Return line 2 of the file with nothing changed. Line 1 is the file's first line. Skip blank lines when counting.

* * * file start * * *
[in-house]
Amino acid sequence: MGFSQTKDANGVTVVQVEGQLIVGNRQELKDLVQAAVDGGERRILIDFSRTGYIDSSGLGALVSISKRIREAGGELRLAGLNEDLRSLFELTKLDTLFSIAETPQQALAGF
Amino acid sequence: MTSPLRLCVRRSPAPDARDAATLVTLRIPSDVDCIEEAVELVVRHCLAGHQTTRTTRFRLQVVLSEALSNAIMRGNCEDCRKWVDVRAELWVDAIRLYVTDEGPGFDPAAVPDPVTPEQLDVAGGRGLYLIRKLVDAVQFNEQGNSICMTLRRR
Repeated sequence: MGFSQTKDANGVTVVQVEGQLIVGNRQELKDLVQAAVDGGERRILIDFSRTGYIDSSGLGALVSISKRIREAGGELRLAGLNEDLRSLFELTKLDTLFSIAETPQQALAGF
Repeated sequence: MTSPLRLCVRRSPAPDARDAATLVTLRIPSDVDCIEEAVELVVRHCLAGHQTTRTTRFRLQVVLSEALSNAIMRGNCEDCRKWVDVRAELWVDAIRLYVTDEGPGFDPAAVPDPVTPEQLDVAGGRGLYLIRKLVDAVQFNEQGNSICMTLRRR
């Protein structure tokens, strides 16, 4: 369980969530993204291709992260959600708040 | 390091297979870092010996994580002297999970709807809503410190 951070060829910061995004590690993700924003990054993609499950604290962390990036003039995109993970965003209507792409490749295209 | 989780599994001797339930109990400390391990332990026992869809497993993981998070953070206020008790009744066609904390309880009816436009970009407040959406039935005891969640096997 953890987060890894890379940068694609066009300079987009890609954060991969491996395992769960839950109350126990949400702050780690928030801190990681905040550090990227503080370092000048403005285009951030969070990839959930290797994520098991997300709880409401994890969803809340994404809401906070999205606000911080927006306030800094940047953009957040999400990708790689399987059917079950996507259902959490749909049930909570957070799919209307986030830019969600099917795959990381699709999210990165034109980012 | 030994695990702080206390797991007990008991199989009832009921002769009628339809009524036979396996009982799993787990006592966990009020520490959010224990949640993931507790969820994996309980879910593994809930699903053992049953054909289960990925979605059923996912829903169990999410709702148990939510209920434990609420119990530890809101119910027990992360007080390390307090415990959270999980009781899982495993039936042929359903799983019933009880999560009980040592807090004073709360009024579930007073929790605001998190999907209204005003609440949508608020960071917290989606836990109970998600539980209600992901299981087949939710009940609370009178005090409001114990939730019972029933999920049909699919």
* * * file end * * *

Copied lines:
Amino acid sequence: MGFSQTKDANGVTVVQVEGQLIVGNRQELKDLVQAAVDGGERRILIDFSRTGYIDSSGLGALVSISKRIREAGGELRLAGLNEDLRSLFELTKLDTLFSIAETPQQALAGF